However, the biggest sin that Barclay commits is not that he didn't bother to employ a proofreader or that he failed to double check simple facts on when players were bought or sold but that he created a book based upon an amalgamation of the various autobiographies on his bookshelf. There seems to be no new work done here at all and newspaper articles and players quotes are printed verbatim within insight or criticism. Honestly, avoid this lazy, tabloid rubbish at all costs, it really is only for the Manchester United supporter who didn't know Alex Ferguson was also once the manager of Aberdeen and honestly thinks 2008 was the fifth anniversary of the Munich disaster. Mr Barclay you should be thoroughly ashamed of yourself.
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1 of 1 people found the following review helpful By Aaron_G on 10 Sept. 2012
Format: Hardcover
It isn't the easiest of books to read. The chronology on the face of it is straight forward but in truth the author jumps around, leaping on an anecdote whenever it takes his fancy. This often leads to stories and relevant moments in Ferguson's career being repeated - some times ad nauseum. I'm reserving call this a 'hatchet job', because it isn't. However it is clear that while the motives and reasoning behind much of what Ferguson did is questioned and speculated to the nth degree, the motivation and reasoning behind many of those who have gone up against him over the years is not questioned.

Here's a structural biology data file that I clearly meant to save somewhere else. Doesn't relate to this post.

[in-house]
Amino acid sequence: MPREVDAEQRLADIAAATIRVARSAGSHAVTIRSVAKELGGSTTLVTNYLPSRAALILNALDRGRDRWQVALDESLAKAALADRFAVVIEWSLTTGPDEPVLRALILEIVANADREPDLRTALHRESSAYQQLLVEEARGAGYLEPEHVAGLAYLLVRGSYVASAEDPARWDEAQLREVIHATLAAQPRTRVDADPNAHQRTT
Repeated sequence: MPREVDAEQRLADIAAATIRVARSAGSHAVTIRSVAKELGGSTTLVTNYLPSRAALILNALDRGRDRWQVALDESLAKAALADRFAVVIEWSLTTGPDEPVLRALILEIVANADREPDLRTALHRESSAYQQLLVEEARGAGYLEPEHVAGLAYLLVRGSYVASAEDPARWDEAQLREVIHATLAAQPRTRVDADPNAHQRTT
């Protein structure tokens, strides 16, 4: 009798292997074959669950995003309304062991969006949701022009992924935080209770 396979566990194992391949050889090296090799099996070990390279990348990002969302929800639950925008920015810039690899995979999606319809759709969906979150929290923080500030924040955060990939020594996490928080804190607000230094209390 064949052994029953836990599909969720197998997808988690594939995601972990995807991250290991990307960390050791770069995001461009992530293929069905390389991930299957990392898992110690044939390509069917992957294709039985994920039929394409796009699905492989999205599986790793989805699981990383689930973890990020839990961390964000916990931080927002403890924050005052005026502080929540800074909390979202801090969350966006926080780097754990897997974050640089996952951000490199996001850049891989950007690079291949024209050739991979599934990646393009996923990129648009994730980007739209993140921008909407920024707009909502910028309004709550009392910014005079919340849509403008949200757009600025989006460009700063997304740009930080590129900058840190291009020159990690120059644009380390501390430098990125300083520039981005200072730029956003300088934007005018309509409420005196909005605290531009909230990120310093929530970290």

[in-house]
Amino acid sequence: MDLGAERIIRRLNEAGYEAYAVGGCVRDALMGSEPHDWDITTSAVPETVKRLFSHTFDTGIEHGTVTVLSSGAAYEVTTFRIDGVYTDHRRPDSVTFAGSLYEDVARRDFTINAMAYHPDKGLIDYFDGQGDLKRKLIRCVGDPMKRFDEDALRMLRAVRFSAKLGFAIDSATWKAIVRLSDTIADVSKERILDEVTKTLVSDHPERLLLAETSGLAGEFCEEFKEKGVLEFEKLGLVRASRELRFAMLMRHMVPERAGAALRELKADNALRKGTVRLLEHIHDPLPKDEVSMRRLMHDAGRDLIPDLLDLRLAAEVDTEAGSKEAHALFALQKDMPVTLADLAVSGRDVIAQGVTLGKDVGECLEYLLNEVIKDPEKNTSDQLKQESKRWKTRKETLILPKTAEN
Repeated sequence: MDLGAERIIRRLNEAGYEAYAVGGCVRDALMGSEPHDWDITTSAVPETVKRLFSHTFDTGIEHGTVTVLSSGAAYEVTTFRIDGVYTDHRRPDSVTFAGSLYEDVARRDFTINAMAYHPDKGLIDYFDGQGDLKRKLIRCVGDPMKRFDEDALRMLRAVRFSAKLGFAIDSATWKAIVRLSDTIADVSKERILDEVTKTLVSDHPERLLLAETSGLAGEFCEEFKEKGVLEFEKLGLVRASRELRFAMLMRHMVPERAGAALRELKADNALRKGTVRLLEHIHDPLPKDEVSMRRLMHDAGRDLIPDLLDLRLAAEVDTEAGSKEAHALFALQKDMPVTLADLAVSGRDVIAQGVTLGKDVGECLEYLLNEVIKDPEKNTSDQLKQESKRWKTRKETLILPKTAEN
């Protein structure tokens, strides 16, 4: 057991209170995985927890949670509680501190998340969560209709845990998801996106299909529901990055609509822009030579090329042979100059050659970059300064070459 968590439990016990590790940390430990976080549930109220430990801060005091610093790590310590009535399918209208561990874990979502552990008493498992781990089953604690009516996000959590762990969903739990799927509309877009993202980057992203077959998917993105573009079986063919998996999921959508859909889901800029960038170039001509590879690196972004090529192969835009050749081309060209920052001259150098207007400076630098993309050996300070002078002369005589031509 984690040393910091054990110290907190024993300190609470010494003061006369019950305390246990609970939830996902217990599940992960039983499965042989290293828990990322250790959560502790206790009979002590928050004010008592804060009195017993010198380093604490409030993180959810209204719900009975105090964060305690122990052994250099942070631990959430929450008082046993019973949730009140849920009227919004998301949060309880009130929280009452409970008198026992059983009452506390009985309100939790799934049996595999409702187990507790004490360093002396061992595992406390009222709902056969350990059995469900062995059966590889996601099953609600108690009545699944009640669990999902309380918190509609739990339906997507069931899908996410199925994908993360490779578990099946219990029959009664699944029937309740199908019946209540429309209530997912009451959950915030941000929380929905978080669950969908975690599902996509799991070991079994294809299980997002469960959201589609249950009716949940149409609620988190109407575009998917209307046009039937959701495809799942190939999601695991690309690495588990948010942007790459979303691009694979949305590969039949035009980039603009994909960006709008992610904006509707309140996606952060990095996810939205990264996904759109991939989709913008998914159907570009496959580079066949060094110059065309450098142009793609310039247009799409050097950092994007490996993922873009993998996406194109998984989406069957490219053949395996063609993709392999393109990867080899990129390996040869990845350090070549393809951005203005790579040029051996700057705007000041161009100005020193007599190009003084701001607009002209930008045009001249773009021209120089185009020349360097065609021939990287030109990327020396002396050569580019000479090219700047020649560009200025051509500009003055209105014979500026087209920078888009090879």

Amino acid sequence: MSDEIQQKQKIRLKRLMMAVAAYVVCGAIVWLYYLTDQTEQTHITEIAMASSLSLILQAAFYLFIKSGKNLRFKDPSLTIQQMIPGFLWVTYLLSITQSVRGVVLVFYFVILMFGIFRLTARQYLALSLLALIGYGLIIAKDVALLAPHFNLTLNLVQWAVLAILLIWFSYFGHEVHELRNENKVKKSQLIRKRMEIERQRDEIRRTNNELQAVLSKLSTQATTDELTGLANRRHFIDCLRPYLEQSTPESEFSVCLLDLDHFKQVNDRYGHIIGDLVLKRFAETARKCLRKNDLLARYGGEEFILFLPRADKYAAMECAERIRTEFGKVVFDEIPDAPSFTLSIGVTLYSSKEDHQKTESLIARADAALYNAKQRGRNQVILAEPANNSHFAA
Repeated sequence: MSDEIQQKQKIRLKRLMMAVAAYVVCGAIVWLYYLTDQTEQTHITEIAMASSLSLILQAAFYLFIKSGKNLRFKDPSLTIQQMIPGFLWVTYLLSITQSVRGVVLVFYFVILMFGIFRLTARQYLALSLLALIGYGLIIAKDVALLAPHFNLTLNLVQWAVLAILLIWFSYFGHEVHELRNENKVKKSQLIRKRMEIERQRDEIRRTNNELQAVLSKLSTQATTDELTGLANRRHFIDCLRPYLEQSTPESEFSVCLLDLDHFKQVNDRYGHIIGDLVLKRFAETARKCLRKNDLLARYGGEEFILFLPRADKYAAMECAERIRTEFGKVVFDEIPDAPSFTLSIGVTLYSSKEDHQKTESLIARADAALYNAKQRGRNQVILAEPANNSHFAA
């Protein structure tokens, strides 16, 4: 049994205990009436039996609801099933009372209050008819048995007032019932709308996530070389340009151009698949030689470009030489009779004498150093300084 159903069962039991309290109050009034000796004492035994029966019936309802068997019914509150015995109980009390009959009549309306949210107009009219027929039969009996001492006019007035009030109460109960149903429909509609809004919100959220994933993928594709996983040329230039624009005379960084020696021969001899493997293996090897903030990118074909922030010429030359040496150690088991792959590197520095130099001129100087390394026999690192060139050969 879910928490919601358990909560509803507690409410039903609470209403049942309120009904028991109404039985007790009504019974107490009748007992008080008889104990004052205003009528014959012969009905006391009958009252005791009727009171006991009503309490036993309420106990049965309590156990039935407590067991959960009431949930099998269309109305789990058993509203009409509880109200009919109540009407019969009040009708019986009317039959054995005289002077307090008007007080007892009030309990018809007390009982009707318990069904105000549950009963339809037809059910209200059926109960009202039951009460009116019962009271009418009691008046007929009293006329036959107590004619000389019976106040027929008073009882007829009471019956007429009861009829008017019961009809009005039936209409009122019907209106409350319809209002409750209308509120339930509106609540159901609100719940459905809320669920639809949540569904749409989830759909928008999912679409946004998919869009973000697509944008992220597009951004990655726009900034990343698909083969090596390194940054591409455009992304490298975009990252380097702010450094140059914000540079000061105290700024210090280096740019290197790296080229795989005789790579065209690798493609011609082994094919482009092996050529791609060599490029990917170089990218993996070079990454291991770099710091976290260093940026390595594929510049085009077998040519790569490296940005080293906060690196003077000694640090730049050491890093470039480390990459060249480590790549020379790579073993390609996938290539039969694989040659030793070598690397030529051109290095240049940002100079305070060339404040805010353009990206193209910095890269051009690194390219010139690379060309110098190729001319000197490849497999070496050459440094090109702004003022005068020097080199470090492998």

Negative aspects and insinuations are dwelled upon although, probably for legal reasons, never is a single defensible accusation ever really made. Such as making sure Ferguson's name is tied closely. Such as the insinuation that Rune Hauge and Manchester United had a relationship that suspicion could be raised about. He also implies George Graham was simply unfortunate during his dealings with Hauge to have been cause, implying in a way in which the context of the project could leave little doubt about.

It's saving grace is its subject . One of the most interesting, colourful and controversial men in football. However this book does seek to exploit the latter attribute perhaps a tad more than would make it readable.